• Is it morally wrong to experiment on animals? Why or why not?
  • Is it morally permissible to eat meat? Why or why not?
  • Are we morally obligated to provide pets with veterinary care (and, if so, how much)? Why or why not?

You can buy the paperback on Amazon for $5.99 or Kindle for $2.99. But Nobis has also made the text available free online, under a Creative Commons license. You can download it in multiple formats here.

Source: Open Culture

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Happy Ostara

‘As Spring reaches its midpoint, night and day stand in perfect balance, with light on the increase. The young Sun God now celebrates a hierogamy (sacred marriage) with the young Maiden Goddess, who conceives. In nine months, she will again become the Great Mother. It is a time of great fertility, new growth, and newborn animals.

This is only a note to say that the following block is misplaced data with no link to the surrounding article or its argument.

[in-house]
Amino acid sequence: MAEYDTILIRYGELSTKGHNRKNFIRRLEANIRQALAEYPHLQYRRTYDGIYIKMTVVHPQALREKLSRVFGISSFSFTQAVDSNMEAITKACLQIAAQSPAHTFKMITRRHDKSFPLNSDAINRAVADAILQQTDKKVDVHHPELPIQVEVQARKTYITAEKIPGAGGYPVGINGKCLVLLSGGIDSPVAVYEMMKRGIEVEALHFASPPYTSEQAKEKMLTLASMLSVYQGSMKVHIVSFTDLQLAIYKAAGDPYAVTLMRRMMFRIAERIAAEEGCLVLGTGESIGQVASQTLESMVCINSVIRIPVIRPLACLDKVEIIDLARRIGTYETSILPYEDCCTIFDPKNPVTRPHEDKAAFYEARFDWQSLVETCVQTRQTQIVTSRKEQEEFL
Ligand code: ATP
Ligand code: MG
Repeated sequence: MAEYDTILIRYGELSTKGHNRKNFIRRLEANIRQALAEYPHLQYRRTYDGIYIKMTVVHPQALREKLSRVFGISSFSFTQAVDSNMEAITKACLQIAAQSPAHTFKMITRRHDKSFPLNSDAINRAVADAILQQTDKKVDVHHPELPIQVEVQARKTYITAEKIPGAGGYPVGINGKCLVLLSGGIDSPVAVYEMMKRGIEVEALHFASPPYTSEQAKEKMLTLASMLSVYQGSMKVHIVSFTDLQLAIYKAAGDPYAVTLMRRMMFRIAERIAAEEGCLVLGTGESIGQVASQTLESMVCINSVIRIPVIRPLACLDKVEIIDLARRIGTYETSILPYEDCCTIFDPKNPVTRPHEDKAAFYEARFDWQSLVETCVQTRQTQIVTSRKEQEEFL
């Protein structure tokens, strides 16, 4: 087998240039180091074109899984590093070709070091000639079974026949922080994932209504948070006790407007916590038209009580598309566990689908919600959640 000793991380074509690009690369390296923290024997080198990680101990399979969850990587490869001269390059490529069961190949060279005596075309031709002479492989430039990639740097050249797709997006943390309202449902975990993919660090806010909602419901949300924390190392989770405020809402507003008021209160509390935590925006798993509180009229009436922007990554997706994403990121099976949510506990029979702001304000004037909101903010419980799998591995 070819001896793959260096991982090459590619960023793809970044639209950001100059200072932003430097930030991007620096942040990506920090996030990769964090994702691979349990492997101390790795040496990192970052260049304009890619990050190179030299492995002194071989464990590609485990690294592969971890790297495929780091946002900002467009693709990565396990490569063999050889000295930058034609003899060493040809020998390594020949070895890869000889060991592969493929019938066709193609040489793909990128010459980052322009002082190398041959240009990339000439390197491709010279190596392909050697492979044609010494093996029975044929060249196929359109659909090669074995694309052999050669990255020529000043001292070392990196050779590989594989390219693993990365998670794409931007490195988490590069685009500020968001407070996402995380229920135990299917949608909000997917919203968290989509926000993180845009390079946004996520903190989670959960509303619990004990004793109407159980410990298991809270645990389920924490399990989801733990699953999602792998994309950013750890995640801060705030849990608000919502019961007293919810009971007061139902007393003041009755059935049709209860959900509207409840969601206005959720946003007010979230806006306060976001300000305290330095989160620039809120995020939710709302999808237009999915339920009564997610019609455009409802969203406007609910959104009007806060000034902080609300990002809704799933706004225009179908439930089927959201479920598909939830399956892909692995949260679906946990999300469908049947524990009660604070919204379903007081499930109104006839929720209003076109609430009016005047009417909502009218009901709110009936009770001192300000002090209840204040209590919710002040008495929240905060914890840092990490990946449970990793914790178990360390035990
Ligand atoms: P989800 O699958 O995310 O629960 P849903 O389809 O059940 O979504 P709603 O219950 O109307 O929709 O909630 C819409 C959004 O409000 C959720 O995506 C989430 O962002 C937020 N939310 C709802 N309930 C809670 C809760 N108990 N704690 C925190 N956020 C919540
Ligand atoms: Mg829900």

The next full moon (a time of increased births) is called the Ostara and is sacred to Eostre the Saxon Lunar Goddess of fertility (from whence we get the word estrogen, whose two symbols were the egg and the rabbit. The Christian religion adopted these emblems for Easter which is celebrated on the first Sunday after the first full moon following the vernal equinox. The theme of the conception of the Goddess was adapted as the Feast of the Annunciation, occurring on the alternative fixed calendar date of March 25 Old Lady Day, the earlier date of the equinox. Lady Day may also refer to other goddesses (such as Venus and Aphrodite), many of whom have festivals celebrated at this time.

The Christian religion adopted these emblems for Easter which is celebrated on the first Sunday after the first full moon following the vernal equinox. The theme of the conception of the Goddess was adapted as the Feast of the Annunciation, occurring on the alternative fixed calendar date of March 25 Old Lady Day, the earlier date of the equinox. Lady Day may also refer to other goddesses (such as Venus and Aphrodite), many of whom have festivals celebrated at this time.’

Source: Wicca.com